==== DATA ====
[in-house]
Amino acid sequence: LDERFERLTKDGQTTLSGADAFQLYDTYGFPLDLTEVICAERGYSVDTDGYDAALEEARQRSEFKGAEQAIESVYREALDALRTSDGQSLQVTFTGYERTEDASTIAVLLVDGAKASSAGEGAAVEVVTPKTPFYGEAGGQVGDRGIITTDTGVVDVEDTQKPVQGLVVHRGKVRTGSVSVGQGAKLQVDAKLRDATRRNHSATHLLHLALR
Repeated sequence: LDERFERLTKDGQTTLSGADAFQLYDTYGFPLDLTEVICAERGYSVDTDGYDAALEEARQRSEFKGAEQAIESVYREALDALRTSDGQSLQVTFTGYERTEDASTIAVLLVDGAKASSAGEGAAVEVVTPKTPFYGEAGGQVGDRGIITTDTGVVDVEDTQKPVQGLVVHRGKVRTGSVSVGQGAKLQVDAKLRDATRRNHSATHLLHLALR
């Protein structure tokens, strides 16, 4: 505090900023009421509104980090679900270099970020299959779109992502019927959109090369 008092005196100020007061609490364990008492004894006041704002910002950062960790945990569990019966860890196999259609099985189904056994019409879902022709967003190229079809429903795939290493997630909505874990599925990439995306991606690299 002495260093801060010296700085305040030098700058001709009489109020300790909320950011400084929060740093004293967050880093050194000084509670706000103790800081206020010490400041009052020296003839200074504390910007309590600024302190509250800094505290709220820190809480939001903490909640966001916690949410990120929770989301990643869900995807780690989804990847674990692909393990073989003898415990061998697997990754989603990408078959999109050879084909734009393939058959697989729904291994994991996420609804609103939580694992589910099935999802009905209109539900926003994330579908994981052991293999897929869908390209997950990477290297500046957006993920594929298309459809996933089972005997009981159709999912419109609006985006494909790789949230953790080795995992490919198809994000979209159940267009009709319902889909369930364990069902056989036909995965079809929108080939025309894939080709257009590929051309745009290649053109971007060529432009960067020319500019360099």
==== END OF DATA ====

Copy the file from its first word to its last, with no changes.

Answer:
[in-house]
Amino acid sequence: LDERFERLTKDGQTTLSGADAFQLYDTYGFPLDLTEVICAERGYSVDTDGYDAALEEARQRSEFKGAEQAIESVYREALDALRTSDGQSLQVTFTGYERTEDASTIAVLLVDGAKASSAGEGAAVEVVTPKTPFYGEAGGQVGDRGIITTDTGVVDVEDTQKPVQGLVVHRGKVRTGSVSVGQGAKLQVDAKLRDATRRNHSATHLLHLALR
Repeated sequence: LDERFERLTKDGQTTLSGADAFQLYDTYGFPLDLTEVICAERGYSVDTDGYDAALEEARQRSEFKGAEQAIESVYREALDALRTSDGQSLQVTFTGYERTEDASTIAVLLVDGAKASSAGEGAAVEVVTPKTPFYGEAGGQVGDRGIITTDTGVVDVEDTQKPVQGLVVHRGKVRTGSVSVGQGAKLQVDAKLRDATRRNHSATHLLHLALR
């Protein structure tokens, strides 16, 4: 505090900023009421509104980090679900270099970020299959779109992502019927959109090369 008092005196100020007061609490364990008492004894006041704002910002950062960790945990569990019966860890196999259609099985189904056994019409879902022709967003190229079809429903795939290493997630909505874990599925990439995306991606690299 002495260093801060010296700085305040030098700058001709009489109020300790909320950011400084929060740093004293967050880093050194000084509670706000103790800081206020010490400041009052020296003839200074504390910007309590600024302190509250800094505290709220820190809480939001903490909640966001916690949410990120929770989301990643869900995807780690989804990847674990692909393990073989003898415990061998697997990754989603990408078959999109050879084909734009393939058959697989729904291994994991996420609804609103939580694992589910099935999802009905209109539900926003994330579908994981052991293999897929869908390209997950990477290297500046957006993920594929298309459809996933089972005997009981159709999912419109609006985006494909790789949230953790080795995992490919198809994000979209159940267009009709319902889909369930364990069902056989036909995965079809929108080939025309894939080709257009590929051309745009290649053109971007060529432009960067020319500019360099």